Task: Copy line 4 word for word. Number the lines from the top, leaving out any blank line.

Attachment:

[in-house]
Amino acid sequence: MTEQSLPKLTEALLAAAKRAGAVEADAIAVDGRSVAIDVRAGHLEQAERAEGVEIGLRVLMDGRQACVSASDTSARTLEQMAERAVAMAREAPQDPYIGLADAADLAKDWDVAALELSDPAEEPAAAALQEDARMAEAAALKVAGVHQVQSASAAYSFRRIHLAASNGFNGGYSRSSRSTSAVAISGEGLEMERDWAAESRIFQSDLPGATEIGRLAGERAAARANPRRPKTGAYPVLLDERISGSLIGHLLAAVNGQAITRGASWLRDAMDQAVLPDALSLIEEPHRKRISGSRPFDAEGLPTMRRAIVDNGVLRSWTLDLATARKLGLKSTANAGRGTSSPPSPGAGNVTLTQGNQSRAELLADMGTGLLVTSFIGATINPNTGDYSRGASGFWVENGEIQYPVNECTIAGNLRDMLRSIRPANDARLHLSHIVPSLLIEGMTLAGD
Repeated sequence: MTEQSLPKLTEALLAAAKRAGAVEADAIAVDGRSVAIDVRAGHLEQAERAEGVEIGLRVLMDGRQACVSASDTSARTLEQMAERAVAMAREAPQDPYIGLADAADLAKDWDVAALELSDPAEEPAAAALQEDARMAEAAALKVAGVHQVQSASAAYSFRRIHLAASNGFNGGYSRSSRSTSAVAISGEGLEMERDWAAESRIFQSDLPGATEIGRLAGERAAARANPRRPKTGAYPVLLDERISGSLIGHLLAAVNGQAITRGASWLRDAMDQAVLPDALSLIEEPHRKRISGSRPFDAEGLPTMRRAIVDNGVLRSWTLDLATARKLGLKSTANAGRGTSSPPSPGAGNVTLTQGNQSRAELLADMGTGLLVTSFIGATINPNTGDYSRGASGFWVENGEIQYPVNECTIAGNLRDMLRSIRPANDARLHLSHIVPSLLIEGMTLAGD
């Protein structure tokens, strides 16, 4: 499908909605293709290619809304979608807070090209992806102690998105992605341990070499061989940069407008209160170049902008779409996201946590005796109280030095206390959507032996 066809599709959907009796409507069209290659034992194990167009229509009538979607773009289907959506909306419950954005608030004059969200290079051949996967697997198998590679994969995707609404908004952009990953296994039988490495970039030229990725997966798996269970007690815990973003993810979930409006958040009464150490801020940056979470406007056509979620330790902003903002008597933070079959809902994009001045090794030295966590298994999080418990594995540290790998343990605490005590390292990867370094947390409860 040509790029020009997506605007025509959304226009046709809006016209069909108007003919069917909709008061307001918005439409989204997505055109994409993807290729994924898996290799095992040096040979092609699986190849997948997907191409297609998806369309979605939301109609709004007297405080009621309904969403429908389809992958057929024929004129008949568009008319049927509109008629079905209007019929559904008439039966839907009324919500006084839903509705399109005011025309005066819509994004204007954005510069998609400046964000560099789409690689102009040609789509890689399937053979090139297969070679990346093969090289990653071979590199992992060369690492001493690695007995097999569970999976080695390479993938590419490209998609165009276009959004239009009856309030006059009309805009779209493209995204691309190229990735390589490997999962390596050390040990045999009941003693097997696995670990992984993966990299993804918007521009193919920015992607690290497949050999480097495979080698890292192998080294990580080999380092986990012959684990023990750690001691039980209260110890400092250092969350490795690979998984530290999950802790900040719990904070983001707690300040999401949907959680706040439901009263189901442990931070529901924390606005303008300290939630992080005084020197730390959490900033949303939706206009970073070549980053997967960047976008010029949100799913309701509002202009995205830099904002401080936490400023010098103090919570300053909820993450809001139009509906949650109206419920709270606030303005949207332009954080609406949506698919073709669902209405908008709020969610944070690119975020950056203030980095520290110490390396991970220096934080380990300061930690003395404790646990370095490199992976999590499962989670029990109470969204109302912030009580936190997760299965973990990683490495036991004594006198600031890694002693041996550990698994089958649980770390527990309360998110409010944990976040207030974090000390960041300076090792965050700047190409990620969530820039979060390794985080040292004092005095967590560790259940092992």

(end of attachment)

């Protein structure tokens, strides 16, 4: 499908909605293709290619809304979608807070090209992806102690998105992605341990070499061989940069407008209160170049902008779409996201946590005796109280030095206390959507032996 066809599709959907009796409507069209290659034992194990167009229509009538979607773009289907959506909306419950954005608030004059969200290079051949996967697997198998590679994969995707609404908004952009990953296994039988490495970039030229990725997966798996269970007690815990973003993810979930409006958040009464150490801020940056979470406007056509979620330790902003903002008597933070079959809902994009001045090794030295966590298994999080418990594995540290790998343990605490005590390292990867370094947390409860 040509790029020009997506605007025509959304226009046709809006016209069909108007003919069917909709008061307001918005439409989204997505055109994409993807290729994924898996290799095992040096040979092609699986190849997948997907191409297609998806369309979605939301109609709004007297405080009621309904969403429908389809992958057929024929004129008949568009008319049927509109008629079905209007019929559904008439039966839907009324919500006084839903509705399109005011025309005066819509994004204007954005510069998609400046964000560099789409690689102009040609789509890689399937053979090139297969070679990346093969090289990653071979590199992992060369690492001493690695007995097999569970999976080695390479993938590419490209998609165009276009959004239009009856309030006059009309805009779209493209995204691309190229990735390589490997999962390596050390040990045999009941003693097997696995670990992984993966990299993804918007521009193919920015992607690290497949050999480097495979080698890292192998080294990580080999380092986990012959684990023990750690001691039980209260110890400092250092969350490795690979998984530290999950802790900040719990904070983001707690300040999401949907959680706040439901009263189901442990931070529901924390606005303008300290939630992080005084020197730390959490900033949303939706206009970073070549980053997967960047976008010029949100799913309701509002202009995205830099904002401080936490400023010098103090919570300053909820993450809001139009509906949650109206419920709270606030303005949207332009954080609406949506698919073709669902209405908008709020969610944070690119975020950056203030980095520290110490390396991970220096934080380990300061930690003395404790646990370095490199992976999590499962989670029990109470969204109302912030009580936190997760299965973990990683490495036991004594006198600031890694002693041996550990698994089958649980770390527990309360998110409010944990976040207030974090000390960041300076090792965050700047190409990620969530820039979060390794985080040292004092005095967590560790259940092992």